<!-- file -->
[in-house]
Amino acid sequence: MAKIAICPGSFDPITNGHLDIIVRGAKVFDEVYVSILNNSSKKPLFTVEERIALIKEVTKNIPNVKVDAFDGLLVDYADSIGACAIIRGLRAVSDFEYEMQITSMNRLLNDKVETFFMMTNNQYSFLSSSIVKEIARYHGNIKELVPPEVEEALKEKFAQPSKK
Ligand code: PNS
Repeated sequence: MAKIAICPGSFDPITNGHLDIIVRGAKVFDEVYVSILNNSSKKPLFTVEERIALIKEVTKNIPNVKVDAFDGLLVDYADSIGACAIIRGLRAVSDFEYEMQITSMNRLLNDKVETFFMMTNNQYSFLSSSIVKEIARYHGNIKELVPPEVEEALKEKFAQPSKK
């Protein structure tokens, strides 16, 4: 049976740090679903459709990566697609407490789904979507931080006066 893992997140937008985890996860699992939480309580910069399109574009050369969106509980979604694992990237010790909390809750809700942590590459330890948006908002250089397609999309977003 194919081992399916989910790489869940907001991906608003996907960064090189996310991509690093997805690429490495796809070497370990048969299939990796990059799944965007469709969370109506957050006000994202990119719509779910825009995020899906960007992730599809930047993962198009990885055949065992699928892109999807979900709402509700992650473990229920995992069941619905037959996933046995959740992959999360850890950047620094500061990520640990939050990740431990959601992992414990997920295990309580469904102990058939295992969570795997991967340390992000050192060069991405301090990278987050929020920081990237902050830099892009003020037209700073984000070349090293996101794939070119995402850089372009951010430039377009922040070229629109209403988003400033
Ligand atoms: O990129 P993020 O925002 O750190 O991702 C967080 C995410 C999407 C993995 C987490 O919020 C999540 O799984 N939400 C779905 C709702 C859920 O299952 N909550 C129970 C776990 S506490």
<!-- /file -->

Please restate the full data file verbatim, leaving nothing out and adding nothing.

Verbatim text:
[in-house]
Amino acid sequence: MAKIAICPGSFDPITNGHLDIIVRGAKVFDEVYVSILNNSSKKPLFTVEERIALIKEVTKNIPNVKVDAFDGLLVDYADSIGACAIIRGLRAVSDFEYEMQITSMNRLLNDKVETFFMMTNNQYSFLSSSIVKEIARYHGNIKELVPPEVEEALKEKFAQPSKK
Ligand code: PNS
Repeated sequence: MAKIAICPGSFDPITNGHLDIIVRGAKVFDEVYVSILNNSSKKPLFTVEERIALIKEVTKNIPNVKVDAFDGLLVDYADSIGACAIIRGLRAVSDFEYEMQITSMNRLLNDKVETFFMMTNNQYSFLSSSIVKEIARYHGNIKELVPPEVEEALKEKFAQPSKK
């Protein structure tokens, strides 16, 4: 049976740090679903459709990566697609407490789904979507931080006066 893992997140937008985890996860699992939480309580910069399109574009050369969106509980979604694992990237010790909390809750809700942590590459330890948006908002250089397609999309977003 194919081992399916989910790489869940907001991906608003996907960064090189996310991509690093997805690429490495796809070497370990048969299939990796990059799944965007469709969370109506957050006000994202990119719509779910825009995020899906960007992730599809930047993962198009990885055949065992699928892109999807979900709402509700992650473990229920995992069941619905037959996933046995959740992959999360850890950047620094500061990520640990939050990740431990959601992992414990997920295990309580469904102990058939295992969570795997991967340390992000050192060069991405301090990278987050929020920081990237902050830099892009003020037209700073984000070349090293996101794939070119995402850089372009951010430039377009922040070229629109209403988003400033
Ligand atoms: O990129 P993020 O925002 O750190 O991702 C967080 C995410 C999407 C993995 C987490 O919020 C999540 O799984 N939400 C779905 C709702 C859920 O299952 N909550 C129970 C776990 S506490």